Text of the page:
Allie did admit Dark Horse had tipped off retailers that ordering some extra issues of #12 wouldn't be the worst idea.
Buffy's bed games aren't the only big news coming from the Buffyverse these days. Allie also confirmed fan favorite from the future Melaka Fray would be joining the fray in issue #16 for a four-issue arc written by Whedon. As the slayer's scythe played a central role in the seventh and final television season of "Buffy the Vampire Slayer" in 2001, Whedon penned an eight-issue miniseries starring the character for Dark Horse called "Joss Whedon's Fray."
"That one I knew about pretty much since the beginning," said Allie. "We knew about that from really, really early on that eventually that would happen and Joss would write it. And that we would bring ['Fray' artist] Karl [Moline] back to draw it. Since the minute 'Season 8' started and fans got a glimpse of what it was basically about, the diehard Buffy fans were all asking when is Fray going to get into it. They knew that somehow Fray would come into it because of what Twilight is hinting at and what the 'Fray' series hinted at in terms of Buffy's fate, so people wondered if that was coming and it was really difficult to keep out mouths shut about that."
In issue #10, Buffy demands a demon named Tichajt to tell her what the arrival of Twilight – "Season 8's" Big Bad – means, to which he replies: "The death of magic."
In "Fray," it is revealed that sometime in the 21st century, an apocalyptic battle between good and battle occurs which wipes out all demons and magicks, although it is hinted that a lone slayer may have survived.
Jo Chen returns for covers on the series with issue #16 and Moline has already drawn the first issue and is nearly finished with the second part of the arc.
"It (the arc) sews up continuity to some degree," said Allie. "It definitely tells people that the events in 'Fray' that happen in the future is Buffy's future, most likely. This isn't just an alternate universe. Fray is a character in the future and now the two of them are going to come together, one way or another and that means she is very much a part of the world that Buffy exists in and is currently creating."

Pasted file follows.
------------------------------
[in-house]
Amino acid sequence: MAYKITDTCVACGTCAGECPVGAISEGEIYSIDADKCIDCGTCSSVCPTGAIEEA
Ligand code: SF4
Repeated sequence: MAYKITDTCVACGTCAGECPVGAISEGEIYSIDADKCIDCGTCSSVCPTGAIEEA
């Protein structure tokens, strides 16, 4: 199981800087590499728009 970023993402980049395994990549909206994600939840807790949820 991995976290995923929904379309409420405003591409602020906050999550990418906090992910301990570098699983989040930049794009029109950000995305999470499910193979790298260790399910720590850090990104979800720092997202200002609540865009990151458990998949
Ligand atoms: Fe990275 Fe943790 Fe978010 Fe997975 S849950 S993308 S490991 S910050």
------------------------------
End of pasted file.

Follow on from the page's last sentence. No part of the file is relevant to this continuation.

Allie said from the minute Dark Horse finished "Fray," the creative team always talked about doing a sequel. "And this crossover, doesn't rule that out or make that any less necessary," Allie warned. "I still really want to do that. And Karl wants to do it. And Joss wants to do it. But Joss is busier than ever, right now. So who knows? Keeping 'Season 8' going is a priority."
And if that ain't enough for fans, when discussing upcoming arcs and the writers who will tell them, Allie shared that superstar writer Jim Krueger ("Project Superpowers" and "Justice") was coming along for the ride, too. First, though, Allie confirmed best-selling New York Times author Brad Meltzer ("Justice League of America") would write four or five issues. "It will be issues #31-35, either all five or just four of those," said Allie. "But Brad will do the penultimate arc and Joss will do the final arc.
"And the plan is to finagle the schedule so Georges (Jeanty) can draw all of the final 10 issues, which is hard. For someone as good as he is, he's really fast but he's not quite fast enough to keep issues cranking out so we have to make sure that we are ahead when we start the final arcs."
Allie also said Jeph Loeb ("Hulk" and "The Ultimates 3") would be writing a single-issue story for #20, the book right after the Fray arc. There is still one more surprise writer to be named for the 40-issue series. "But it's still a surprise to me," laughed Allie. "We still haven't figured out, for sure, who is going to write the arc before Brad. That's still the one mystery ball in play."
Jane Espenson ("Buffy the Vampire Slayer," "Battlestar Galactica") Doug Petrie ("Buffy the Vampire Slayer," "CSI: Crime Scene Investigation") and Drew Greenberg ("Buffy the Vampire Slayer," "Dexter") are also confirmed to write issues of "Buffy: Season 8."
"Buffy the Vampire Slayer: Season 8" Confirmed Writers
#1-5 Joss Whedon
#6-9 Brian K. Vaughan
#10-11 Joss Whedon
#12-15 Drew Goddard
#16-19 Joss Whedon
#20 Jeph Loeb
#21-30 A combination of Jane Espenson, Doug Petrie, Drew Greenberg, Jim Krueger and one other TBD
#31-35 Brad Meltzer (four or all five issues TBD)
#36-40 Joss Whedon